The Piatelli Company, Inc. et al v. Chambers et al, No. 3:2012cv00225 - Document 36 (D. Nev. 2014)

Court Description: Amended ORDER re 35 Order denying 32 Motion for Partial Summary Judgment. The hearing scheduled for 1/21/2014 is vacated. Signed by Judge Robert C. Jones on 1/7/14. (Copies have been distributed pursuant to the NEF - JC)
Download PDF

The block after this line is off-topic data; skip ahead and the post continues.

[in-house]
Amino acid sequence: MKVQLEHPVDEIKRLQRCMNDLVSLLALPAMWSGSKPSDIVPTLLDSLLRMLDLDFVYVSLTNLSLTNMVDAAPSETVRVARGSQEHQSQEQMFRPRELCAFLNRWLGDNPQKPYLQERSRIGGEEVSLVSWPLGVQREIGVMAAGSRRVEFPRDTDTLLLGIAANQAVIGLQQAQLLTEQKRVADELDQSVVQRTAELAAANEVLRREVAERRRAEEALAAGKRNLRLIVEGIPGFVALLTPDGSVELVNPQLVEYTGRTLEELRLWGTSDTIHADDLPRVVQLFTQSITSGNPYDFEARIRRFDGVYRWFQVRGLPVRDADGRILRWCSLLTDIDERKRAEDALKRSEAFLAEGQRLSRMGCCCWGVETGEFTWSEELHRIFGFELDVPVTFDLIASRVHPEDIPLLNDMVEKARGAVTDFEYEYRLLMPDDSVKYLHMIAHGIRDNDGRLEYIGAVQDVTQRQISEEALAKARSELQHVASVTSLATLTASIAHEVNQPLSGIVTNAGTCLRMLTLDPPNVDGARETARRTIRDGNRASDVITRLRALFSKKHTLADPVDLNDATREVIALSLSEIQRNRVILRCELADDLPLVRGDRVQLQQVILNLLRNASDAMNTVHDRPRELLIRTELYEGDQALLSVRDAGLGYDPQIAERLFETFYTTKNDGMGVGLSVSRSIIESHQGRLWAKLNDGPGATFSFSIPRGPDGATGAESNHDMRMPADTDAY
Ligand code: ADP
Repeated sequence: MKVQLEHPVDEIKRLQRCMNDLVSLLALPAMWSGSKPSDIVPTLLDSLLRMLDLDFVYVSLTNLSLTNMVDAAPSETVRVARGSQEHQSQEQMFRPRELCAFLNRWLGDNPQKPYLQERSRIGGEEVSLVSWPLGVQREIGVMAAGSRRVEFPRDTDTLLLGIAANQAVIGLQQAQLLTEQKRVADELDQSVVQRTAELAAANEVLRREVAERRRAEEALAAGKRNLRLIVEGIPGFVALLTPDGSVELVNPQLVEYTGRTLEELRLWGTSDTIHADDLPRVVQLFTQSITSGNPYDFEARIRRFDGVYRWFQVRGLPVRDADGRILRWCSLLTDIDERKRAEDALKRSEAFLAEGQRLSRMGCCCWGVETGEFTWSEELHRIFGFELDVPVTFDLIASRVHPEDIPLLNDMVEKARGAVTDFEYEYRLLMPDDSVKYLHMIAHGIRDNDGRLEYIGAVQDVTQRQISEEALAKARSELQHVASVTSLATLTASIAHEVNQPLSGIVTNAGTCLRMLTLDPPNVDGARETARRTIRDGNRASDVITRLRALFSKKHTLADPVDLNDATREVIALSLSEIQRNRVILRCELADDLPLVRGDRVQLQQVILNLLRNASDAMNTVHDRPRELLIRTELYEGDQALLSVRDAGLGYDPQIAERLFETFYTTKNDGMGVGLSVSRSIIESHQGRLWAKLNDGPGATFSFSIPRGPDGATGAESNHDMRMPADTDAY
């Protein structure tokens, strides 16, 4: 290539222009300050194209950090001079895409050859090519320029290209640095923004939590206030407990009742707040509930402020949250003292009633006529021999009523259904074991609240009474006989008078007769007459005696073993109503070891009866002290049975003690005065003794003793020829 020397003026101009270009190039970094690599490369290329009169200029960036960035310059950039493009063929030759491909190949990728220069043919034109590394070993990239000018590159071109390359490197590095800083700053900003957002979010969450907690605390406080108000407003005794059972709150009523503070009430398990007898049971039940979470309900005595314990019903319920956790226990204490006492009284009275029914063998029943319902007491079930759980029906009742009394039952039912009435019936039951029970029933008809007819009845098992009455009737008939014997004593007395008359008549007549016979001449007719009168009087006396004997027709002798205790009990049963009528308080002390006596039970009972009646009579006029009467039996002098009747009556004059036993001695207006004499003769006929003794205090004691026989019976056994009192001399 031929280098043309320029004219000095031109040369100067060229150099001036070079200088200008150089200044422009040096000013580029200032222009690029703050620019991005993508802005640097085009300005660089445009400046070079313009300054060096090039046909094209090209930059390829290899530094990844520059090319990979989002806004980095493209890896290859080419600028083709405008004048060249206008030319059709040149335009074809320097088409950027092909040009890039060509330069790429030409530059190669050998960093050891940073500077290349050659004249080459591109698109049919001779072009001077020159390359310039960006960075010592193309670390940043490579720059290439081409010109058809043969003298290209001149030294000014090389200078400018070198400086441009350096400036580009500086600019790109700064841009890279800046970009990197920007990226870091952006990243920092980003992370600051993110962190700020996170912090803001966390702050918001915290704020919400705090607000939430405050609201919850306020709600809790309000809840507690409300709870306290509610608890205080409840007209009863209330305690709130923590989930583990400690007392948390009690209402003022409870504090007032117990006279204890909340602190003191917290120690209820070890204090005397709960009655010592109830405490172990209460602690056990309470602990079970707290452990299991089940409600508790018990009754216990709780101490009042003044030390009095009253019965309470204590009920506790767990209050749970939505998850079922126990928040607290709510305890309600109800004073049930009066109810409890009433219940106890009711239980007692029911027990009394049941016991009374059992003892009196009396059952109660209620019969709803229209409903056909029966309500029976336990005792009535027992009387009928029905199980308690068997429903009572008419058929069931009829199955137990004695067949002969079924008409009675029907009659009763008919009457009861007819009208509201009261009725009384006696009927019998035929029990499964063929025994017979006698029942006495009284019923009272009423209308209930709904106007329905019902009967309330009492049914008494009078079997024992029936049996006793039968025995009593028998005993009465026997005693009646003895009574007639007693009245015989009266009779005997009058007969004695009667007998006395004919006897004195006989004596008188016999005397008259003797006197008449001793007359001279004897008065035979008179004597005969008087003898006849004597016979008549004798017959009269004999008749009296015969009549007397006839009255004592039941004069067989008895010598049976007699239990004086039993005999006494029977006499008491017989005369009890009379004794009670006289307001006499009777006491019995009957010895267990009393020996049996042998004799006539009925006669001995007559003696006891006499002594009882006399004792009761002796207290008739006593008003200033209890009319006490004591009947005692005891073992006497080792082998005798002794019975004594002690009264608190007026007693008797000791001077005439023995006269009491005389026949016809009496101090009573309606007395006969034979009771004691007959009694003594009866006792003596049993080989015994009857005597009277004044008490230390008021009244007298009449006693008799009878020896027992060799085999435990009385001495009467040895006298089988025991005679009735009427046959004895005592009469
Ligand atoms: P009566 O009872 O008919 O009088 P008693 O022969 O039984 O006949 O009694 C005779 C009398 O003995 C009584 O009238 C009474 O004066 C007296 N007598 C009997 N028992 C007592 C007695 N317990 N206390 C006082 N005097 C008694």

The Piatelli Company, Inc. et al v. Chambers et al Doc. 36 UNITED STATES DISTRICT COURT DISTRICT OF NEVADA 1 2 3 THE PIATELLI COMPANY, INC., et al., Plaintiffs, 4 vs. 5 6 7 ALAN CHAMBERS and LAURA CHAMBERS, 8 Defendants. 9 ) ) ) ) ) ) ) ) ) ) ) ) ) 3:12-cv-225-RCJ-WGC AMENDED ORDER ORDER 10 This Case involves a dispute between members of an LLC regarding an attempt to sell a 11 12 13 gold mine. Defendants have moved for partial summary judgment (ECF No. 32). For the reasons stated herein, the motion is denied. 14 I. BACKGROUND AND PROCEDURAL HISTORY 15 In late 2006 and early 2007, Defendant Alan Chambers (“Chambers”) sought to have 16 17 Mario Piatelli, Jack Frost, Robert Dierking, and J.D. Hunt (the “Investors” or “Plaintiffs”) invest 18 in his 800-acre gold mine (the “Mine”) located near Hawthorne, Nevada. (Piatelli Decl., ECF 19 No. 7, at 24).1 On March 8, 2007 Chambers and the Investors executed a joint agreement (the 20 21 “Joint Agreement”). (Id.; Joint Agreement, ECF No. 7, at 40). Pursuant to the Joint Agreement, 22 Chambers conveyed the Mine to the recently formed Lucky Boy Mining and Development, LLC 23 (“Lucky Boy”) in exchange for an 80% ownership interest in Lucky Boy and, among other 24 25 benefits, $30,000 from the Investors. (Piatelli Decl., ECF No. 7, at 26). An operating agreement The Court takes Judicial Notice of the declarations filed in support of Plaintiffs’ April 26, 2012 motion for injunction ( ECF No. 7). 1 26 27 1 28 1 (the “Operating Agreement”) executed the same day provided that Lucky Boy would be 2 managed and controlled by a management committee consisting of all five of its members.2 3 (Operating Agreement, ECF No. 7, at 45–46). A majority vote of the members was to control all 4 aspects of managing the company, (Id. at 51), and Piatelli was appointed as president by a 5 majority of the members. (Piatelli Decl., ECF No. 7, at 25). The members agreed that Lucky 6 7 Boy’s purpose was to prove the profitability of the Mine and market it for a price ranging from 8 $3,000,000 to $5,000,000. (Id. at 24; Joint Agreement, ECF No. 7, at 41). 9 In 2006, prior to the execution of the Joint Agreement, Chambers apparently executed a 10 commission agreement (the “Commission Agreement”) with the Piatelli Company, wherein he 11 agreed to pay a ten-percent commission to Piatelli, provided that Piatelli produced a ready, 12 13 willing, and able buyer. During his deposition, Chambers repeatedly denied the existence of the 14 Commission Agreement until the fully executed document was presented to him, at which point 15 he admitted signing it. (Chambers Dep., ECF No. 33, at 42–45). 16 Shortly after Lucky Boy’s formation Piatelli and Frost began an aggressive program to 17 18 find a large investor or buyer. (Piatelli Decl., ECF No. 7, at 25). During a five-year period from 19 March 2007 to March 2012, Piatelli and Frost created advertising materials and marketed the 20 property to dozens of prospective purchasers around world. (Id. at 28). Although the pair 21 received multiple offers, most of the prospective purchasers were not qualified buyers, but were 22 instead interested in packaging a deal to sell stock. (Id.). 23 During this period, Chambers apparently operated the Mine without any permits and 24 25 2 26 27 The Court notes that Chambers denies ever signing the Operating Agreement, (Chambers Dep., ECF No. 32-3, at 58–59), and that the Investors contest this denial, (Hunt Decl., ECF No. 7, at 138). 2 28 1 without providing an accounting to the Investors, failed to respond to requests for information 2 from the Investors, locked the Mine and refused to provide a key to the Investors, denied the 3 Investors the ability to inspect the Mine, and even attempted to sell the Mine without the 4 approval of the Investors. (Frost Decl., ECF No. 7, at 135–36). 5 Early in 2007, Lucky Boy retained the services of geologist Chris Shaw (“Shaw”), who 6 7 investigated certain portions of the mining property, obtained samples, and prepared geological 8 reports. While investigating the property, Shaw was able to enter a large open shaft (the “Shaft”) 9 and take samples and photographs of a visibly large vein of gold, which revealed significant 10 information about the value of the mine. (Shaw Decl., ECF No. 7, at 146–152). 11 In late 2010, Dr. Victor Asai—a representative of The Yasheng Group (“Yasheng”)— 12 13 contacted Piatelli and Frost to discuss the Mine. (Asai Decl., ECF No. 7, at 153). After initial 14 discussions about the Mine, the chairman and president of Yasheng agreed to visit the Mine on 15 November 18, 2011. (Piatelli Decl., ECF No. 7, at 25). Dierking contacted Chambers and asked 16 him open the Mine for the visit. He further explained that Yasheng was interested in purchasing 17 18 19 the Mine. (Dierking Decl., ECF No. 7, at 143). Chambers reacted negatively to this information and stated he did not want to sell the property. (Id.). During Yasheng’s November, 2011 visit to the Mine, Dierking observed that Chambers 20 21 had begun to fill the Shaft containing the visible vein of gold. (Id.). Contrary Dierking’s onsite 22 observation, Chambers testified, in his deposition, that he had totally closed the Shaft six months 23 24 prior to the November, 2011 visit.3 (Chambers Dep., ECF No. 33, at 37–38). 25 3 26 27 Prior to the November, 2011 visit, Piatelli was negotiating with a different prospective buyer. On October 26, 2011, Piatelli described the proposed transaction in an email to Chambers. Later that day, Chambers and his wife, Defendant Laura Chambers responded with an email stating 3 28 1 In February 2012, Yasheng and Lucky Boy entered into an Option to Lease agreement 2 and a Lease and Purchase Option agreement. (Option to Lease, ECF No. 7, at 114; Lease and 3 Purchase Option Agreement, ECF No. 7, at 121). The Option to Lease agreement provided a 4 ninety-day period for Yasheng to conduct an in-depth investigation of the Mine, and if 5 satisfactory, Yasheng could elect to lease the Mine under the Lease and Purchase Option 6 7 agreement by paying $500,000. If Yasheng leased the Mine, it could then, at any time during the 8 eighteen-month lease period, exercise its option to purchase by paying the balance of 9 $4,000,000. (Id.). The Option to Lease did not permit Yasheng to extract ore. (Id.). 10 On March 6, 2012, Dr. Asai called Chambers to arrange for him to open the Mine for 11 12 Yasheng’s executives and professionals. (Asai Decl., ECF No. 7, at 155). During that 13 conversation, Chambers represented that he owned 80% of the Mine itself (not of Lucky Boy) 14 and that he would not open the Mine unless he saw a contract. (Id.). The Parties agreed to a 15 meeting on March 8, 2012, in Hawthorn, Nevada, between the president and chairman of the 16 Yasheng board, four of Yasheng’s geologists, Dr. Asai, Lucky Boy’s geologist, and two 17 18 19 20 21 22 professional companies from which Yasheng sought proposals for the due diligence work (Summit Engineering and Broadbent Environmental). (Id. at 156). During the meeting, the group desired to see the visible vein of gold in the Shaft, (Id. at 157), but Chambers told the group that they could not get to the Shaft because it was “all snowed in.” (Id.). Nonetheless, the group proceeded to the Shaft and found it filled-in with dirt. (Id.). 23 24 25 26 27 When Dr. Asai asked where the Shaft was located, Chambers responded “you are on top of it.” that Piatelli should no longer contact them, that they had their own deals, and that they did not need the partners anymore. At his deposition, Chambers denied knowledge of the responsive email, (Chambers Dep., ECF No. 33, at 49–50), but Laura Chambers has testified that Chambers dictated it to her, ( L. Chambers Dep., ECF No. 33, at 77–79). 4 28 1 (Id.). The group had apparently driven over it without Chambers warning them of the potential 2 danger. (Id.). Chambers claimed that he filled the Shaft because of the risk of earthquakes, (Id.), 3 but prior to his actions, the Shaft had been open for sixty to seventy years without any 4 earthquake-related harm. (Shaw Decl., ECF No. 7, at 147–48). Because of Chambers actions, the 5 group was unable to view the prominent vein of gold it desired to inspect. 6 7 After the visit to the Mine, the group met at the nearby El Capitan hotel, where Shaw 8 gave a presentation about the Mine. (Dierking Decl., ECF No. 7, at 144). During this meeting, 9 both Chambers and his wife were very disruptive, claiming that they owned 80% of the Mine, 10 knew nothing of any contract between Lucky Boy and Yasheng, that the Mine did not have the 11 proper permits, that Piatelli had forged the deed to the Mine, and that criminal charges and a 12 13 lawsuit were being filed against him. (Id.; Asai Decl., ECF No. 7, at 158). Chambers and his wife 14 were apparently so disruptive during the visit and subsequent meeting that the chairman and 15 CEO of Summit Engineering informed Dr. Asai that Summit was unwilling to perform the due 16 diligence work while Chambers was present, because he believed that Chambers would not 17 18 19 behave safely, responsibly, or legally at the Mine. (Gallagher Decl., ECF No.7, at 162–63). In fact, Chambers and his wife created such doubt in the minds of the Yasheng executives 20 that Dr. Asai decided to drive to Los Angeles to meet with Piatelli and determine Chambers’ 21 authority. (Asai Decl., ECF No. 7, at 159). Before Dr. Asai departed, Chambers and his wife 22 approached him and told him that Chambers had another mine for sale, which he would offer to 23 24 sell to Yasheng. (Id.). In response, Dr. Asai explained that there would be no further discussions 25 until Lucky Boy resolved its internal conflict. (Id.). 26 In Los Angeles, Piatelli provided Dr. Asai with copies of the deed and the Lucky Boy 27 5 28 1 Operating Agreement, which authorized a majority of the management committee to make 2 decisions. (Id.). When Dr. Asai returned to Hawthorn, Laura Chambers again approached him, 3 stating that she and Chambers wanted to buy out their partners and do the mining project with 4 Yasheng, but that they would not pull any permits because they did not want the state to know 5 what they were doing. (Id. at 160). Dr. Asai told her to stop talking and explained that Yasheng 6 7 required all proper permits. (Id. at 160). Since that time, Chambers has repeatedly attempted to 8 negotiate with Yasheng’s president by telephone. (Piatelli Decl., ECF No. 7, at 33). 9 In early April, 2012 Piatelli sent a copy of the Yasheng transaction documents to all 10 members, including Chambers. The documents were executed by members Frost, Dierking, and 11 Hunt on or about April 7, 2012. Chambers refused to sign the documents, but he admits that he 12 13 14 received them. (Chambers Dep., ECF No. 33, at 45–48). On July 26, 2012, Lucky Boy held a duly noticed members’ meeting, via conference call, 15 to ratify certain actions taken by Lucky Boy, including the execution of the Yasheng Agreement, 16 and allow for needed discussion between the members. All of Lucky Boy’s members participated 17 18 in the conference call, including Chambers and his counsel, Attorney Brohawn. Chambers, 19 however, expressed an objection to the meeting and claimed that he was participating under 20 protest. Near the end of the meeting, after discussion on various agenda items, Piatelli called for 21 a vote to ratify the Yasheng Agreement and approve the other items on the agenda. Four of the 22 members voted “Aye,” and Chambers voted “No.” Chambers then restated his objections to the 23 24 meeting. (Tr. July 26, 2012 Members Meeting, ECF No. 33-1, 80–97). 25 26 27 6 28 On April 23, 2012, the Investors4 filed a complaint in this Court against Alan and Laura 1 2 Chambers (collectively “Defendants”), alleging (1) breach of contract; (2) breach of the implied 3 covenant of good faith and fair dealing; (3) breach of fiduciary duty; (4) interference with 4 contractual relations; (5) interference with prospective economic advantage; and (6) defamation. 5 (ECF No. 1). On April 26, 2012, the Investors filed a motion for a preliminary injunction, which 6 7 this Court granted in an order dated May 11, 2012. (ECF No. 21). Specifically, the Court 8 enjoined Defendants form, among other things, taking any actions that might interfere with any 9 contract between Lucky Boy and Yasheng. (Id. at 8). 10 On April 10, 2013, Defendants filed the pending motion for partial summary judgment, 11 contending that they are entitled to judgment as a matter of law on all claims other than (1) 12 13 Piatelli’s claim for defamation, and (2) the claims for a proportionate share of unreimbursed 14 regular operating expenses. (ECF No. 32). The Court now considers, and ultimately denies, 15 Defendants’ motion. 16 II. LEGAL STANDARDS 17 In reviewing a motion for summary judgment, the court construes the evidence in the 18 19 light most favorable to the nonmoving party. Bagdadi v. Nazar, 84 F.3d 1194, 1197 (9th Cir. 20 1996). Pursuant to Fed.R.Civ.P. 56, a court will grant summary judgment “if the movant shows 21 that there is no genuine dispute as to any material fact and the movant is entitled to judgment as a 22 matter of law.” Fed.R.Civ.P. 56(a). Material facts are “facts that might affect the outcome of the 23 24 25 26 27 4 The Piatelli Company, Inc., Hunt Brothers Producing Company, Inc., and Jack Gibson Frost, Inc. are also named as plaintiffs in this action. These are all corporations that are owned and operated by the individual Investors, through which the Investors either made the investment or to which they later transferred their interest in the LLC. (Piatelli Decl., ECF No. 7, at 24; Hunt Decl., ECF No. 7, at 138; Frost Decl., ECF No. 7, at 33). 7 28 1 suit under the governing law.” Anderson v. Liberty Lobby, Inc., 477 U.S. 242, 248, 106 S.Ct. 2 2505, 2510, 91 L.Ed.2d 202 (1986). A material fact is “genuine” if the evidence is such that a 3 reasonable jury could return a verdict for the nonmoving party. Id. 4 The moving party bears the initial burden of identifying the portions of the pleadings and 5 evidence that the party believes to demonstrate the absence of any genuine issue of material fact. 6 7 Celotex Corp. v. Catrett, 477 U.S. 317, 323, 106 S.Ct. 2548, 2553, 91 L.Ed.2d 265 (1986). A 8 party asserting that a fact cannot be or is genuinely disputed must support the assertion by “citing 9 to particular parts of materials in the record, including depositions, documents, electronically 10 stored information, affidavits or declarations, stipulations (including those made for purposes of 11 12 the motion only), admissions, interrogatory answers, or other materials” or “showing that the 13 materials cited do not establish the absence or presence of a genuine dispute, or that an adverse 14 party cannot produce admissible evidence to support the fact.” Fed. R. Civ. P. 56(c)(1)(A)-(B). 15 Once the moving party has properly supported the motion, the burden shifts to the nonmoving 16 party to come forward with specific facts showing that a genuine issue for trial exists. Matsushita 17 18 Elec. Indus. Co. v. Zenith Radio Corp., 475 U.S. 574, 587, 106 S.Ct. 1348, 1356, 89 L.Ed.2d 538 19 (1986). “The mere existence of a scintilla of evidence in support of the plaintiff’s position will be 20 insufficient; there must be evidence on which the jury could reasonably find for the plaintiff.” 21 Anderson, 477 U.S. at 252, 106 S.Ct. at 2512. The nonmoving party cannot defeat a motion for 22 summary judgment “by relying solely on conclusory allegations unsupported by factual data.” 23 24 Taylor v. List, 880 F.2d 1040, 1045 (9th Cir. 1989). “Where the record taken as a whole could 25 not lead a rational trier of fact to find for the nonmoving party, there is no genuine issue for 26 trial.” Matsushita, 475 U.S. at 587, 106 S.Ct. at 1356. 27 8 28 1 III. ANALYSIS Defendants contend that they are entitled to summary judgment as a matter of law on all 2 3 of the claims arising out of the Joint Agreement and the Lucky Boy Operating Agreement. The 4 Court disagrees. Defendants’ motion can be reduced to two arguments, neither of which are 5 persuasive: (1) The Investors’ contract with Yasheng was unauthorized under the Operating 6 7 Agreement and therefore constituted a breach of contract, which excused any breach of contract 8 committed by Defendants; and (2) Because the Investors have failed to designate experts in this 9 case, they are unable to prove damages as a matter of law. (See ECF No. 32, at 7–11). 10 a. Breach of Contract 11 Turning first to the breach of contract argument,5 Defendant contends that the Investors 12 13 entered into the Yasheng Agreement without the approval of a majority vote of Lucky Boy’s 14 members, in violation of paragraph 6.2 of the Operating Agreement,6 and that the Investors 15 concealed the Yasheng transaction documents from them. These actions, Defendants claim, 16 constituted a breach of contract sufficient to excuse Defendants from liability under the LLC 17 18 Agreements. However, the undisputed evidence reveals that the Yasheng Agreement was 19 approved by a majority vote, which satisfied paragraph 6.2’s requirements, and that even if the 20 vote was procedurally defective, it was duly ratified on July 26, 2012. Moreover, Chambers’ own 21 Although Defendants dispute Plaintiff’s allegation that Chambers signed the Operating Agreement, they contend that Plaintiff’s “breached their own Operating Agreement as a matter of law,” and that this somehow excuses Defendants’ alleged conduct. (Mot. Summ. J., ECF No. 32, at 7). 6 Paragraph 6.2 provides, in relevant part, “no Member will have authority to cause the Company to engage in the following transactions without first obtaining the approval of a Majority vote of the Members . . . the sale, exchange or other disposition of all, or substantially all of the Company’s assets.” (Operating Agreement, ECF No. 7, at 52). 5 22 23 24 25 26 27 9 28 1 2 testimony plainly demonstrates that the Investors did not conceal the Yasheng transaction from him, and Defendants’ attempt to persuade this Court otherwise boarders on misleading. As an initial matter, because Defendants do not dispute the fact that four of the five 3 4 5 members executed the transaction documents, (See Chambers Dep., ECF No. 33, at 45–48), they apparently assume that this did not constitute the majority “vote” required under paragraph 6.2. 6 7 This assumption is incorrect. Paragraph 6.3 provides, No annual or regular meetings of the Members are required to be held. However, if such meetings are held, such meetings will be noticed, held and conducted pursuant to the Act. In any instance in which the approval of the Members is required under this Agreement, such approval may be obtained in any manner permitted by the Act, except that proxies shall not be allowed. Unless otherwise provided in this Agreement, approval of the Members will mean the approval of a Majority vote of the Members. 8 9 10 11 12 13 (Operating Agreement, ECF No. 7, at 55) (emphasis added). Paragraph 2.1 provides that the term 14 “Act” refers to the Beverly Killea Limited Liability Act, Cal. Corp. Code § 17000, et seq., which 15 governs California limited liability companies. (Id. at 46). Section 17001 of the Act expressly 16 provides that the term “‘vote’ includes authorization by written consent.” Nevada’s analogous 17 18 statute likewise defines “vote” to include actions constituting “written consent.” Nev. Rev. Stat.§ 19 78.010(a). Therefore, whether the Court applies the Beverly Killea Act, as the Operating 20 Agreement directs, or NRS 78.010, it must conclude that the majority “vote” or “approval” 21 required under paragraph 6.2 can be accomplished by written consent. As noted above, it is 22 undisputed that in April of 2012, four of the five members of Lucky Boy, a clear majority,7 23 24 signed the Yasheng Agreement. These signatures unquestionably constituted written consent. 25 7 26 27 While Defendants repeatedly make a point of the fact that Chambers has an 80% ownership interest in the LLC, the Court notes that he does not have an 80% membership, i.e., voting, interest. Chambers, like each of the other members, has a 20% membership interest. 10 28 1 2 3 4 5 Therefore, the Court finds, as a matter of law, that the Yasheng Agreement was approved by a majority vote of the members. Moreover, even if the written “vote” was somehow defective under the Operating Agreement, it was cured by the July 26, 2012 ratification. Under both Nevada and California law, “contract ratification is the adoption of a previously formed contract, notwithstanding a 6 7 quality that rendered it relatively void.” Merrill v. DeMott, 951 P.2d 1040, 1044 (Nev. 1997) 8 (internal citations and quotation marks omitted); Kraft v. Wilson, 37 P. 790, 792 (Cal. 1894) 9 (“Ratification is the adoption of a previously formed contract, notwithstanding a vice which 10 rendered it relatively void; and, by the very nature of the act of ratification, confirmation, or 11 12 affirmance, the party confirming becomes a party to the contract.”). Moreover, “[r]atification 13 relates back and is equivalent to prior authority to make the contract.” Clark Realty Co. v. 14 Douglas, 212 P. 466, 467 (1923). Defendants do not dispute that a majority of Lucky Boy’s 15 members voted to ratify the Yasheng Agreement. (See Mot. Summ. J., ECF No. 32, at 4). 16 Therefore, they cannot seriously maintain that it was unauthorized, and thus violated the 17 18 Operating Agreement, at the time of execution. Indeed, both by reason of the majority’s written 19 consent and the majority’s ratification, Defendants’ breach of contract claim is meritless. 20 21 Defendants also attempt to excuse their alleged conduct by claiming that “Plaintiff Piatelli affirmatively concealed the existence of the signed Yasheng contract.” (Mot. Summ. J., 22 ECF No. 32, at 6). The Court not only rejects this argument, it finds that it mischaracterizes the 23 24 undisputed facts and is somewhat misleading. Defendants base this argument on an email from 25 Plaintiff Piatelli to geologist Shaw dated February 9, 2012, which states in relevant part, 26 This is a Confidential Memo to You at this time. A) The Chairman (Big Boss) of 27 11 28 1 2 3 4 the Yasheng Corporation has signed our Sale Agreement as of TODAY. B) Please DO NOT, repeat DO NOT say anything to ALAN at this time. We do not want Alan or his GREEDY WIFE causing any trouble and screw up the deal. (Mot. Summ. J., ECF No. 32, at 6–11 (quoting Email, ECF No. 32-6)). Defendants make no effort to discuss this email in the relevant context. Instead, they quote it without explanation, 5 apparently hoping that the Court will read it in vacuum and find that it excuses the alleged 6 7 behavior. The Court is not impressed. This email does not reflect conduct that would excuse the 8 alleged behavior; it reflects a reasonable fear of the alleged behavior. 9 As a starting point, the Court notes that Defendants admit that in November, 2011 they 10 sent an email to Piatelli unambiguously directing him to cease contacting them about potential 11 deals to sell the Mine. ( L. Chambers Dep., ECF No. 33, at 79). Furthermore, and contrary to the 12 13 obviously intended implication, Piatelli’s email does not evidence an intent to keep Chambers 14 from voting on the deal, but instead attempts to prevent him from sabotaging it. Poignantly, it 15 requests that Shaw not reveal the information to Chambers “at this time.” (ECF No. 32-6). More 16 importantly, Chambers admits that (1) in November, 2011 he was aware that a majority of the 17 18 members supported the potential deal with Yasheng, (Chambers Dep., ECF No. 33, at 50–51); 19 (2) he knew about the Option to Lease before the March 8, 2012 meeting between 20 representatives of Lucky Boy and Yasheng, (Id.); (3) in April, 2012, he had an opportunity to 21 sign the transaction documents, and thereby vote on the transaction, (Id. at 45–48); and (4) he 22 participated in a meeting during which the deal was ratified by a majority vote, (See Mot. Summ. 23 24 J., ECF No. 32, at 4). Therefore, Defendants’ reliance Piatelli’s email for the implied 25 proposition that Chambers was deliberately kept from expressing his views on the deal, and that 26 this somehow affected the majority’s decision to execute it, is not only unpersuasive, it is a 27 12 28 1 mischaracterization of the email itself and the facts of this case. Finally, even assuming, arguendo, that the Yasheng contract is not valid, its execution 2 3 most certainly would not excuse the behavior alleged in the causes of action presently at issue. 4 Defendants’ sole argument on this point is that is “[i]t is a principle of fundamental justice that if 5 a promisor is himself the cause of the failure of performance, either of an obligation due him or 6 7 of a condition upon which his own liability depends, he cannot take advantage of the 8 failure.”(See id at 7 (quoting Cladianos v. Friedhoff, 240 P.2d 208, 210 (1952))). While the 9 Court agrees with this rule generally, it is entirely inapplicable to this case. Indeed, there is 10 nothing in the record from which the Court could conclude that the Investors caused the culpable 11 behavior alleged.8 Even if the investors were without authority to execute the Yasheng 12 13 agreement, which is plainly not the case, paragraph 6.2 simply does not create an enforceable 14 duty as to the Defendants personally or impose a condition upon which their liability depends. 15 Instead, it simply defines the situations in which members are without authority to bind the LLC 16 (i.e., situations in which a disputed agreement is voidable). Therefore, Defendants cannot be 17 18 heard to argue that an alleged violation of paragraph 6.2 excuses the conduct at issue in this case. 19 b. Damages 20 Defendants next argue that because the Investors have not designated an expert witness, 21 they cannot put on any evidence of damages related to the Operating Agreement. This argument 22 is poorly researched and poorly reasoned. 23 Under Federal Rule of Evidence 701, lay opinion is admissible when it is “(a) rationally 24 25 based on the witness’s perception; (b) helpful to clearly understanding the witness’s testimony or 26 8 27 In fact, as explained above, the record actually supports the conclusion that it was Defendants conduct that caused the Investors to engage in the behavior of which Defendants now complain. 13 28 1 2 3 4 to determining a fact in issue; and (c) not based on scientific, technical, or other specialized knowledge within the scope of Rule 702.” While the Court acknowledges that proving some of the damages claimed in this case could require expert testimony, Defendants have failed to make a meaningful attempt identify 5 those damages or demonstrate why they would require specialized knowledge. Moreover, it is 6 7 possible, even likely, that expert testimony will not be required at all. If, for example, the 8 Investors prove that Defendants’ conduct merely delayed the sale of the Mine, the damages will 9 presumably be based on the calculated interest, and such calculations do not require special 10 expertise. Thus, at this point, it is simply not clear that the Investors will be required to put on 11 expert testimony. 12 13 Furthermore, even if expert testimony is required, and the deadline for Rule 26(a)(2) 14 disclosures has passed, the Court is not bound to exclude it. Indeed, Rule 37(c)(1), gives the 15 Court broad discretion in this area: 16 17 18 19 20 21 22 23 24 (1) Failure to Disclose or Supplement. If a party fails to provide information or identify a witness as required by Rule 26(a) or (e), the party is not allowed to use that information or witness to supply evidence on a motion, at a hearing, or at a trial, unless the failure was substantially justified or is harmless. In addition to or instead of this sanction, the court, on motion and after giving an opportunity to be heard: (A) may order payment of the reasonable expenses, including attorney’s fees, caused by the failure; (B) may inform the jury of the party’s failure; and (C) may impose other appropriate sanctions . . . . Fed. R. Civ. P. 37. Stated simply, Defendants have assumed what they intended to conclude: (1) that expert 25 testimony is unquestionably required in this case, and (2) that the Court must exclude it as a 26 27 14 28 1 matter of law. These assumptions, however, confuse well settled procedural and evidentiary 2 rules. In the event that expert testimony is required in this case, the Court may still allow it. 3 Therefore, Defendants are not entitled to judgment as a matter of law, and the motion for partial 4 summary judgment is denied. 5 6 CONCLUSION 7 8 9 IT IS HEREBY ORDERED that Defendants’ motion for partial summary judgment (ECF NO. 32) is DENIED. 10 IT IS FURTHER ORDERED that the hearing scheduled for January 21, 2014 is 11 VACATED. 12 13 14 IT IS SO ORDERED January 7, 2014 Dated: _______________________ 15 16 17 _____________________________________ ROBERT C. JONES United States District Judge 18 19 20 21 22 23 24 25 26 27 15 28